We are almost there! Another year has gone by and the 69th Berlin International Film Festival is about to start. Before we begin sharing more details concerning the contributions of 2019 with you, we want to know how the winners of last year’s competition have been spending the time after their success in 2018.
Let’s start with Ines Moldavsky, who won the Golden Bear for the Best Short Film 2018 with The Men Behind the Wall.
How has life been since last year’s Berlinale Shorts?
I got to travel to many festivals all around the world to screen the film, and received great feedback from different audiences, of all ages, genders and nationalities. The film touched many people. It is highly exciting for me, to see how people who never lived the local political reality in Israel can still understand the film and identify with it; it seems the film actually deals with universal subjects which are very much on today’s agenda. I have also started running workshops at different art institutions where I got to present my earlier films. It is very encouraging to see how recognition of one of my films creates a new opportunity for earlier works, which haven’t got much attention until that moment.
What did winning the award mean to you personally?
After so many years of being a starving-independent-subversive-experimental-struggling artist, it’s great to know that people can actually relate to my crazy ideas. There are soooooo many points during the process of making a film you say to yourself „I am fucking crazy. Why am I doing this? No one will ever get it“. So it’s great to know that people got it, it gives power to keep on going, to proceed with my artistic journey. Although I am still a struggling artist. Because art is always a struggle – both emotionally, because you are constantly analyzing yourself and your surroundings, and economically, because there is never enough funding. Especially today, especially in Israel, especially with the current Minister of Culture, it is practically impossible to get funding for the type of films I make. But luckily enough, I have a very ascetic type of personality, so I am willing to keep struggling, and will continue in pursuing my creative ideas, even if everyone thinks I’m crazy, like they did in Israel when I was making this film.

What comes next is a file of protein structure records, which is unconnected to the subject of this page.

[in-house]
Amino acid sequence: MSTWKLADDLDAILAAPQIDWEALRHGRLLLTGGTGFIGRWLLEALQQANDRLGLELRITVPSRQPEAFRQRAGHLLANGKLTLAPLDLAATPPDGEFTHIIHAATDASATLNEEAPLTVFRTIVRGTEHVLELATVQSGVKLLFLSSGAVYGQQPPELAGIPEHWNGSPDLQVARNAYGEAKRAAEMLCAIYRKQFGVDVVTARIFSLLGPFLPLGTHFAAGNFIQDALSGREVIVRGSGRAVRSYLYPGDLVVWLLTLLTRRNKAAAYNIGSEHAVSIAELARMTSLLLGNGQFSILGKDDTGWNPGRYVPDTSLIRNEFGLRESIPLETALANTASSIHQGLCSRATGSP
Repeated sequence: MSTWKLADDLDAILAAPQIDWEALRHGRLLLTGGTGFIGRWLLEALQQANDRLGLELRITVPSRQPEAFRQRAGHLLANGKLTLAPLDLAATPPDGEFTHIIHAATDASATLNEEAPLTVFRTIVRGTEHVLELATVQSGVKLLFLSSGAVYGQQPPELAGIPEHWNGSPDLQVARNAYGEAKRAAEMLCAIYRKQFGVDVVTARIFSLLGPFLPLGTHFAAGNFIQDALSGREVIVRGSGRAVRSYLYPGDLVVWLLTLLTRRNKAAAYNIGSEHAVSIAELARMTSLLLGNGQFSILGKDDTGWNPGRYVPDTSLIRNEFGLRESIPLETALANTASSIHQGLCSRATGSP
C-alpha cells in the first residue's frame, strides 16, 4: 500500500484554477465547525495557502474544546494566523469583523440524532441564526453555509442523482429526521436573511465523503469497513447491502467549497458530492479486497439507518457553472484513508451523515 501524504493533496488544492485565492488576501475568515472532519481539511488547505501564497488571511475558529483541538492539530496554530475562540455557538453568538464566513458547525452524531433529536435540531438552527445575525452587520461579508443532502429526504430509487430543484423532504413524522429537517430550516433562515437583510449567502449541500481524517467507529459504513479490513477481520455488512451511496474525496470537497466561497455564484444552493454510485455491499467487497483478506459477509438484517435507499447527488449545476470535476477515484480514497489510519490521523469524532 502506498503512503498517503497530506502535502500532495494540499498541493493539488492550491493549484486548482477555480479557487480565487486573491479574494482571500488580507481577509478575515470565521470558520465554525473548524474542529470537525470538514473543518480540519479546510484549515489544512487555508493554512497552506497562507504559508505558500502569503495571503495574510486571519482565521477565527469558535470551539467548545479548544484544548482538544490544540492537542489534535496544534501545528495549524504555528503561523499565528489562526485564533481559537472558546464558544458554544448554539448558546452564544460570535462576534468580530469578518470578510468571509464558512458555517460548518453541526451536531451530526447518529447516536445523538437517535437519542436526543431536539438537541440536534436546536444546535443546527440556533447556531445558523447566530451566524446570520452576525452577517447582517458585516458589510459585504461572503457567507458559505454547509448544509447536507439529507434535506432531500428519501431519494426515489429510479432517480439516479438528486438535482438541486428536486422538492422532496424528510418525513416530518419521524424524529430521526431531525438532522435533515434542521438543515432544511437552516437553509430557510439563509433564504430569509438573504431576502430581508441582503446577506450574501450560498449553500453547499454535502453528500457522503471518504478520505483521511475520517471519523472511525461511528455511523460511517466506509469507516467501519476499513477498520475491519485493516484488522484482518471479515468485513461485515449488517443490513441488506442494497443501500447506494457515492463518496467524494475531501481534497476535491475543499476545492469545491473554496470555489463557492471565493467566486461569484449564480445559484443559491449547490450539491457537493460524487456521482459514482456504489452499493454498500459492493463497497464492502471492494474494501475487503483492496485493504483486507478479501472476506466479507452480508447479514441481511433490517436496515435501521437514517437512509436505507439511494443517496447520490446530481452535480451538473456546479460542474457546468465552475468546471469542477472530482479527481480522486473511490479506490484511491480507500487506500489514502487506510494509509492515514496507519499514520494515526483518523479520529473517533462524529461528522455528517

What are your plans for 2019?
I am working simultaneously on another experimental documentary film and on a script for a fiction feature film. The documentary deals with gender roles in contemporary psychoanalysis and psychiatry, examining the diagnosis called Borderline Personality Disorder and its similarities to the fabled female hysteria. Yes, this one doesn’t deal with the Palestinian-Israeli conflict, but like in my previous film it deals with power relations between both genders, trying to expose injustices in current society, and once again using my own autobiographic story and persona. The feature film is a long-term project, and it deals with a young Israeli woman who wants to immigrate away from Israel because she is sick of the political reality, but doesn’t seem to succeed in getting a European passport, so in the meantime she drowns her sorrow in compulsive binge-eating and casual sexual encounters with the different macho types present in contemporary Israeli society, in which the gender roles are highly influenced by militarism.
At the 2019 edition of Berlinale Shorts, 24 films from 17 countries will be competing for the Golden and Silver Bear, the Audi Short Film Award (endowed with 20,000 euros) and a nomination as “Berlin Short Film Candidate for the European Film Awards 2019”.